Continued top-order failings leave West Indies with license to experiment

Wed, Jul 29, '20

by KRISSANIA YOUNG

Media Watch

From the heights of a series-leading victory to being bowled out for one hundred and twenty-nine (129) runs inside 38 overs, the West Indies fell to a 2-1 series defeat to England on Day 5 of the third and final Test at Old Trafford, ensuring the Wisden Trophy will know the host nation as its final home. In a series of contests where the visiting bowlers were seldom dominated, their batting counterparts, who briefly threatened the unexpected, soon return to substandard familiarity.

Talent, present as it now is, has never been an issue in West Indies cricket. And while being visibly evident in all the members of the West Indies top-six, two were unable to produce anything of significance with the bat throughout the entire series. Brathwaite, Brooks, Chase and Blackwood all recorded half-centuries at some point on the tour; with Brathwaite, Brooks and Blackwood doing so twice. Yet the highest scores for John Campbell and Shai Hope were recorded as being 32 and 31, respectively.

As a result, Shai Hope’s Test record is currently being narrated as a revelation by the cricketing media—who have been forced into a distinction that Caribbean fans have, for some time now, been able to make; one between the right-handers ODI form and his Test struggles. And John Campbell, who admittedly had a poor time of it on this tour—a man who only had six Test caps prior to this series—has been “coupled” with the Barbadian—who was averaging 24.77 in his last 34 innings prior to this series—as the ‘other’ struggler.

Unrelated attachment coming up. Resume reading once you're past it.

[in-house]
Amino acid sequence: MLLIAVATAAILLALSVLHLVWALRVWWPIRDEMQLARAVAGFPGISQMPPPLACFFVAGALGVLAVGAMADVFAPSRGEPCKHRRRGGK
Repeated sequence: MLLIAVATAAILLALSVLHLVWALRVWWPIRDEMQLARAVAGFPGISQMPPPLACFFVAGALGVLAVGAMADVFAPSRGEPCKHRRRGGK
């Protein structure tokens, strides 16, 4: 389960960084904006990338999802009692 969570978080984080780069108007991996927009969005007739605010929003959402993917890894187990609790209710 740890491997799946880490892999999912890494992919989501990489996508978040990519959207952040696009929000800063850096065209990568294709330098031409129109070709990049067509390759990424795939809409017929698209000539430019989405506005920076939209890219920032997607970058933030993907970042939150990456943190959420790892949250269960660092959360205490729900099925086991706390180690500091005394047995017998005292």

While conceding that there is indeed an argument to be made for Campbell’s technique requiring adjustments for Test match cricket, one can also wonder if this young man, who made his debut just last year, is falling victim to the narrative of the wide-reaching English media, who are currently supplying content to the entire cricket world, who, at this time, is short on options, with no other cricket being played.

That being said, the question ‘where does the West Indies go from here?’ is yet to be addressed. To that, I’d say, what we saw from our batsmen over the last three weeks was not ‘learnt’, nor is any of it ‘knowledge gained.’ The West Indies bowlers have been leading the charge ahead of a lower-order that has been covering for a failing top-order for the last two years.

More to the point, if both Hope and Campbell were indeed to make way, the West Indies would then look to the potential returns of Darren Bravo and Shimron Hetmyer to the squad, with Bravo realistically slotting into that no.3 position.

Unfortunately for Hetmyer, however—and fortunately for the West Indies—his replacement in the playing XI—Jermaine Blackwood—finished as the West Indies’ top run-scorer averaging 35.16 while scoring 211 runs in the series.

But with this series defeat and the continued failures of the top-order, might just have come the license for the West Indies to explore new things—Hetmyer further up the order, perhaps?

Throughout Hope’s three-year drought, one disappointment is that he was least asked to bat where he averaged the highest, 32.71 in 26 innings at no.4 and 50 in 6 innings at no.5.

Therefore, even with the emergence of the much-talked-about and hyped Joshua Da Silva, the West Indies could not be faulted if they were to make bold and out of the box decisions, including giving an opportunity, at the top of the order, to Shimron Hetmyer—who was an opener in age-group cricket—at some point in the near future.

After all, the last instance in which such a talented attacking batsman opened in Tests for the West Indies, that left-hander averaged 42.19 in 103 Tests. And following that batting display in England, the Caribbean side has nothing left to lose.

comments 6 comments